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Hoffmann, R. A wiki for the life sciences where authorship matters. Nature Genetics (2008)

Isolation of Epstein-Barr virus (EBV)-specific cytotoxic T lymphocytes that lyse Reed-Sternberg cells: implications for immune-mediated therapy of EBV+ Hodgkin's disease.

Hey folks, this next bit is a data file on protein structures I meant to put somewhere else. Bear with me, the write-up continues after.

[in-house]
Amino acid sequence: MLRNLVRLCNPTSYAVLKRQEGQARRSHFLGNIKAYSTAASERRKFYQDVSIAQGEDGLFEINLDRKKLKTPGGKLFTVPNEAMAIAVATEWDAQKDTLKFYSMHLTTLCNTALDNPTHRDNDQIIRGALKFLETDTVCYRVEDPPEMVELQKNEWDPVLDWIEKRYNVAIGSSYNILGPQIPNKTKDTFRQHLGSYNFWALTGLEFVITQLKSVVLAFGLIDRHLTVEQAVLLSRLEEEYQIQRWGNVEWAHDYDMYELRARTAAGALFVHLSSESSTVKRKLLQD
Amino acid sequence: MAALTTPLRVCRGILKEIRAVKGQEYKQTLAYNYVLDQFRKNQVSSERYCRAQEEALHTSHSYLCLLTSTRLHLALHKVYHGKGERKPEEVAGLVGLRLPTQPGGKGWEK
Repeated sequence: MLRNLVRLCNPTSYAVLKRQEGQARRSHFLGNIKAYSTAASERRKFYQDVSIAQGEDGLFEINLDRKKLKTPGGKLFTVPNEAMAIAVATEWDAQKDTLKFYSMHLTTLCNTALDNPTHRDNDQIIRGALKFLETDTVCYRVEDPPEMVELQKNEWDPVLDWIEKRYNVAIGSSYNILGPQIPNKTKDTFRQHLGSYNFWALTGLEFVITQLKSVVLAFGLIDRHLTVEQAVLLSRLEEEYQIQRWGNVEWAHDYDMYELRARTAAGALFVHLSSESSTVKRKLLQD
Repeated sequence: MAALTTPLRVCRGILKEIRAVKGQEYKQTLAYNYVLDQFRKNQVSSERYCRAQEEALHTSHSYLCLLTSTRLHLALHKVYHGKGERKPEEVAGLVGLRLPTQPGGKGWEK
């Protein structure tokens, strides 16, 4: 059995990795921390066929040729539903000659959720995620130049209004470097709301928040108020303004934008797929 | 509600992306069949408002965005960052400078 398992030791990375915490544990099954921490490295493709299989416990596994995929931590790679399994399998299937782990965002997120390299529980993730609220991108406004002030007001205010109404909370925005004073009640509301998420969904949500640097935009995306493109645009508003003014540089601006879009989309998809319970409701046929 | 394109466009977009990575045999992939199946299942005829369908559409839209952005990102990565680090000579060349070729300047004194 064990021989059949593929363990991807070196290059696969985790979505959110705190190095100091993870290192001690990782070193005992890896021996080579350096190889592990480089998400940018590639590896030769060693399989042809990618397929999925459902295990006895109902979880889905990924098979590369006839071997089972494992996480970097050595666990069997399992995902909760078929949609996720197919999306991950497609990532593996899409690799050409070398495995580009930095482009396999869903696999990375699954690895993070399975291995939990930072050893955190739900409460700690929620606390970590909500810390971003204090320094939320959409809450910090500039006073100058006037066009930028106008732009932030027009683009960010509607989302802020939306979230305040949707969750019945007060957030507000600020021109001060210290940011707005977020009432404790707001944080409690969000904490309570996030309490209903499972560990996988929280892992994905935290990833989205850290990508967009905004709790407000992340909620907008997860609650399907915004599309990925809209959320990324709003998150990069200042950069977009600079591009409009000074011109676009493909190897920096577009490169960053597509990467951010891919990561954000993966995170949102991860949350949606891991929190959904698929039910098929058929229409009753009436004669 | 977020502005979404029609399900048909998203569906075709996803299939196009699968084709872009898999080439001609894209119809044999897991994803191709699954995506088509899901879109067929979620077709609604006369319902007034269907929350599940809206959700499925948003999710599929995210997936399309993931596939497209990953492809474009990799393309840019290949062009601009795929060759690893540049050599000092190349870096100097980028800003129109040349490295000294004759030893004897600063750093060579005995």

A subset of Hodgkin's disease (HD) patients have detectable Epstein-Barr virus (EBV) genomes in the malignant Reed-Sternberg (R-S) cells. R-S cells express only a limited set of latent EBV proteins, but only LMP1 and LMP2 can potentially elicit a CD8+ cytotoxic T-lymphocyte (CTL) response. We have evaluated if either of these proteins could be used as targets for specific adoptive T-cell therapy for EBV-positive (EBV+) HD. The success of this strategy requires that R-S cells are susceptible to lysis by CD8+ CTL, and that CTL specific for LMP1 and LMP2 can be detected and potentially amplified in HD patients. Antigen presentation and CTL sensitivity was evaluated with an in vitro maintained, phenotypically representative R-S cell line, HDLM-2. The R-S cells were able to process and present viral proteins, and to be efficiently lysed by specific CTL in a Class I-restricted manner. Since CTL responses to LMP1 and LMP2 do not represent the dominant responses to EBV, we examined if CTL clones specific for these proteins could be isolated despite the presence of weak or nondetectable responses in polyclonal T-cell lines. LMP-specific clones were generated from individuals either by cloning from the polyclonal EBV-reactive T-cell lines or by direct stimulation of peripheral blood mononuclear cells (PBMC) with cells expressing LMP1 or LMP2 as the only EBV protein. Our ability to isolate CTL specific for LMP proteins from individuals with HD and the sensitivity of R-S cells for CTL-mediated lysis suggest that the pursuit of specific adoptive immunotherapy represents a viable strategy for the subset of HD patients with EBV+ tumors.[1]


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